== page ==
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'Best'seller of authors

The woman who marketed Harry Potter and JK Rowling at Bloomsbury, gets candid with ce

Published: 17th September 2013 09:28 AM  |   Last Updated: 17th September 2013 09:28 AM   |  A+A-

Sarah

In a cozy and compact corner of the Tara Book building in Tiruvanmiyur, chairs, mats, and large cushions seated a diverse adult audience who were present for Sarah Odedina’s informative talk on children’s publishing.

Odedina is primarily known as the publishing force behind the Harry Potter series while working at Bloomsbury. Responsible for the global literary phenomenon, she oversaw its entire publication and later started Hot Key Books, an imprint of the Swedish-based Bonnier Publishing. “We sell authors,” she declared emphatically. “We are in the business of building people.”

Odedina’s talk included surprising facts about the current UK consumer market and also the latest trends in marketing in children’s publishing.

“The market is extremely trend-driven,” Odedina said. She pointed out that the market had been “flat” in the last few years, with the same number of books being sold every year. A single author usually ruled the market, for example, Suzanne Collins with her Hunger Games trilogy in 2012.

Showing the comparative performances of publishing powerhouses in the UK, Odedina also talked about the power of social media, acknowledging it as the biggest change she had witnessed in her 25 years in publishing.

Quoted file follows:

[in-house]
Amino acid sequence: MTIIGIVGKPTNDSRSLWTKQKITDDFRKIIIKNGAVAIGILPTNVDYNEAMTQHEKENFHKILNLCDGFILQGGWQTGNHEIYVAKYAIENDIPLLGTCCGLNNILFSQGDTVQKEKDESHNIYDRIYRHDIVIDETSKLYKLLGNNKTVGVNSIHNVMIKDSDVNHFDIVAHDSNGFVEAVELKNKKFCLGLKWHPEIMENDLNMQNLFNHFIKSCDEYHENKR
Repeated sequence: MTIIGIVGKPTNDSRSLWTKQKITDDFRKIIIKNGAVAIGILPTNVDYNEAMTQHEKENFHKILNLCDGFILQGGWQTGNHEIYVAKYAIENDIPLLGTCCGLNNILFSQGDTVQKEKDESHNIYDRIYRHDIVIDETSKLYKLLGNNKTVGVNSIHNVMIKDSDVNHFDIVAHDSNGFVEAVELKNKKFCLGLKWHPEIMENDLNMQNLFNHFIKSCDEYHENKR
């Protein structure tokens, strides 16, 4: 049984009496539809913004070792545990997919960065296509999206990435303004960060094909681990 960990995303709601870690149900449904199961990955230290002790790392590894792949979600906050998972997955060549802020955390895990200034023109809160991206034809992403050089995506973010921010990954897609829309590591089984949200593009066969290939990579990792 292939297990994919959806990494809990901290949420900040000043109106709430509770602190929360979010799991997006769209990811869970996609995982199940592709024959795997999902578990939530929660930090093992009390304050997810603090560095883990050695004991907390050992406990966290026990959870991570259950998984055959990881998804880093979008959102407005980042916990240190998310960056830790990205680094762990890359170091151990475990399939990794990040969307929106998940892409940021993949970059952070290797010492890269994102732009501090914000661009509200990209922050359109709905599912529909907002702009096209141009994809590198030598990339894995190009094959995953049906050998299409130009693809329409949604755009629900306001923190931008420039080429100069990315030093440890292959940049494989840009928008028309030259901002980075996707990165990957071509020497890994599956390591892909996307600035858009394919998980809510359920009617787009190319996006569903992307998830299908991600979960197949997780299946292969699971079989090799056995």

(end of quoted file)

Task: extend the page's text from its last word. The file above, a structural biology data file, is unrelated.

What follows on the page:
“Social media is playground marketing on a global scale,” she commented, adding that it enabled a transition from interacting with retailers to interacting with readers.

She also provided interesting examples of how Hot Key Books was using innovative and fun marketing techniques to establish a better relationship with its audience, such as inviting schools to participate in an author’s online writing project and distributing mailbox pamphlets about book deals in the form of pizza advertisements.

Odedina has great hopes for the current and future scenes in children’s publishing. Welcoming the trend of e-books as a new way of reading, she seemed to embrace its growing prevalence, noting that similar doubts had been cast on the introduction of paperbacks.

Insisting on original voices and looking beyond Harry Potter, Odedina talked about the different and increased number of genres now available to children and young adults.



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